As it relates to bench strength and promoting from within, I do however firmly believe in that philosophy. When I’m looking for a candidate to take over a manager’s role, I obviously consider their sales performance and their manager recommendation in the mix. But it is not the only skill/talent I’m looking for since meeting targets, teamwork, attention to detail, preparation, self-development, work ethic, leadership qualities, superb verbal and written communication skills, tenacity and perseverance and career mindedness are also very important. I may find someone who achieves his/her sales targets, but does not blow past them like our high performers do. Meeting objectives is important, but exceeding them by large percentages is not the only recipe for management success. So I can find a high quality and talented manager candidate who is not necessarily my top performer but who wants to achieve more than just sales numbers.
I read Dr. William's article, and while I agree on some of the points -there are points where I couldn't disagree more. First, the general message of the article could almost be that if you excel at your job as a sales rep and want a management position, you may have to be somewhat apologetic for your past performance. The thought that we should scour the ranks of the mediocre to find our next great manager is ridiculous in my opinion, as much so as eliminating good candidates because they haven't been ranked #1 for 5 years running.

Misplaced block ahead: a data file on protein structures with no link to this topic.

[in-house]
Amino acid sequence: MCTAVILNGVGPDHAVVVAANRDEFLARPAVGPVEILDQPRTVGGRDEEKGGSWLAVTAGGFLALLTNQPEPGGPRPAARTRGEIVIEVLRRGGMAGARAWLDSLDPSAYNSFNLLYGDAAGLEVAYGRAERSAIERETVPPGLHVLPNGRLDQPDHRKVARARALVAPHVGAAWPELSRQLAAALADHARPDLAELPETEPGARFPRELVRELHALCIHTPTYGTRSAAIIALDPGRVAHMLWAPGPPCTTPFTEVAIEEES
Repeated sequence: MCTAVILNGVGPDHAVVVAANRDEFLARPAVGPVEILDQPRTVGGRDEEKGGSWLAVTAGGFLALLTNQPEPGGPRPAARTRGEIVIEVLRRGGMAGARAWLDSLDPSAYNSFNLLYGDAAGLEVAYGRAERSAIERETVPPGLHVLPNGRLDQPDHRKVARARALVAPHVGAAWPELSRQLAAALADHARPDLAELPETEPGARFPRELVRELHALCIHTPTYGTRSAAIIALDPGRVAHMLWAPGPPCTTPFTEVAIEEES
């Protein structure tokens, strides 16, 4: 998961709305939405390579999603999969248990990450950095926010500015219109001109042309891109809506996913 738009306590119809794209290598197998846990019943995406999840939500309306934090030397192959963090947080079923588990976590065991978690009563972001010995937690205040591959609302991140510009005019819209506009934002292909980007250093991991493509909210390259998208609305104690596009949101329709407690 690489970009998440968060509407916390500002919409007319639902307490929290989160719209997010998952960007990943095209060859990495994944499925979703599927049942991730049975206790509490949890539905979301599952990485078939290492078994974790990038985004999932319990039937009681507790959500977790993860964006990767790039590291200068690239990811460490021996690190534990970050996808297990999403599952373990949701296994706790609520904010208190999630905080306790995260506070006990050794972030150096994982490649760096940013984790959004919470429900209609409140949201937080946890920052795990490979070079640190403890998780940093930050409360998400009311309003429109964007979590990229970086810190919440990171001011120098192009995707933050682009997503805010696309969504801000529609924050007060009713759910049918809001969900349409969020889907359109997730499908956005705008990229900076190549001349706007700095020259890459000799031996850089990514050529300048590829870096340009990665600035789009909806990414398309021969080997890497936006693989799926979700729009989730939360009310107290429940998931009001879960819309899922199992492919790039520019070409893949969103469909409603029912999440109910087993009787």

I believe a much more fruitful rule would be that past performance does not guarantee success in a managerial role -- period.It goes too far to say that the skills needed for success in one job are incongruent with the other. As a former top producer in sales, I don't believe that my past achievements were a hindrance in my subsequent 5 promotions in the management ranks. There are certainly examples of prim-donna sales reps who are far too self serving to give enough of themselves to their teams, but it is just as true that many mediocre reps are that way because they are mediocre performers in any position.